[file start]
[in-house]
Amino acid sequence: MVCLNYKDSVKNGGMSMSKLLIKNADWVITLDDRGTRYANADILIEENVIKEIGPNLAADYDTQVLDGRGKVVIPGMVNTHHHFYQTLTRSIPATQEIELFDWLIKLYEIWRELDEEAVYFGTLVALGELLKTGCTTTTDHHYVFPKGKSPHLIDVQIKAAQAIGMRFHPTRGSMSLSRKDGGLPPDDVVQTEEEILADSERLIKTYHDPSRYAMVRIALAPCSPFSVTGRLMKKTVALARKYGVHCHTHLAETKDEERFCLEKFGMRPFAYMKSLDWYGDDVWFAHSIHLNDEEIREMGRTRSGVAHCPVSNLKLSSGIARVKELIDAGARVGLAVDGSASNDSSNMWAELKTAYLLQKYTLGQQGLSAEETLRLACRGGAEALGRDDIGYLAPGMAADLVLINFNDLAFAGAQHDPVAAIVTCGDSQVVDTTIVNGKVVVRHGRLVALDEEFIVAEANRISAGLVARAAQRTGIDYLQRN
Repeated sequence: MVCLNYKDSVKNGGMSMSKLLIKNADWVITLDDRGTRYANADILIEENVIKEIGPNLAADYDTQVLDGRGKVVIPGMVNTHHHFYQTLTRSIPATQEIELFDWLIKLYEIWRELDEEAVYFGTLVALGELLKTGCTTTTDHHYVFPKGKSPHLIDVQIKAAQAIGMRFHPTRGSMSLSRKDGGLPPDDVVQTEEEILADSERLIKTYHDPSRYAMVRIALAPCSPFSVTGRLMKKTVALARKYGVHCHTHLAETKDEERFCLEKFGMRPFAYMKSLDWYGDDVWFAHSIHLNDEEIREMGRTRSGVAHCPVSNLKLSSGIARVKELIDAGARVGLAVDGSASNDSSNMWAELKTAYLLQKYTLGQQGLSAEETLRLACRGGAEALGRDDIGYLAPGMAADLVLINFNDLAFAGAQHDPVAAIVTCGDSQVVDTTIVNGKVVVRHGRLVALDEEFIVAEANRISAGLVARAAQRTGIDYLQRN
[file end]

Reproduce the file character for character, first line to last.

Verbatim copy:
[in-house]
Amino acid sequence: MVCLNYKDSVKNGGMSMSKLLIKNADWVITLDDRGTRYANADILIEENVIKEIGPNLAADYDTQVLDGRGKVVIPGMVNTHHHFYQTLTRSIPATQEIELFDWLIKLYEIWRELDEEAVYFGTLVALGELLKTGCTTTTDHHYVFPKGKSPHLIDVQIKAAQAIGMRFHPTRGSMSLSRKDGGLPPDDVVQTEEEILADSERLIKTYHDPSRYAMVRIALAPCSPFSVTGRLMKKTVALARKYGVHCHTHLAETKDEERFCLEKFGMRPFAYMKSLDWYGDDVWFAHSIHLNDEEIREMGRTRSGVAHCPVSNLKLSSGIARVKELIDAGARVGLAVDGSASNDSSNMWAELKTAYLLQKYTLGQQGLSAEETLRLACRGGAEALGRDDIGYLAPGMAADLVLINFNDLAFAGAQHDPVAAIVTCGDSQVVDTTIVNGKVVVRHGRLVALDEEFIVAEANRISAGLVARAAQRTGIDYLQRN
Repeated sequence: MVCLNYKDSVKNGGMSMSKLLIKNADWVITLDDRGTRYANADILIEENVIKEIGPNLAADYDTQVLDGRGKVVIPGMVNTHHHFYQTLTRSIPATQEIELFDWLIKLYEIWRELDEEAVYFGTLVALGELLKTGCTTTTDHHYVFPKGKSPHLIDVQIKAAQAIGMRFHPTRGSMSLSRKDGGLPPDDVVQTEEEILADSERLIKTYHDPSRYAMVRIALAPCSPFSVTGRLMKKTVALARKYGVHCHTHLAETKDEERFCLEKFGMRPFAYMKSLDWYGDDVWFAHSIHLNDEEIREMGRTRSGVAHCPVSNLKLSSGIARVKELIDAGARVGLAVDGSASNDSSNMWAELKTAYLLQKYTLGQQGLSAEETLRLACRGGAEALGRDDIGYLAPGMAADLVLINFNDLAFAGAQHDPVAAIVTCGDSQVVDTTIVNGKVVVRHGRLVALDEEFIVAEANRISAGLVARAAQRTGIDYLQRN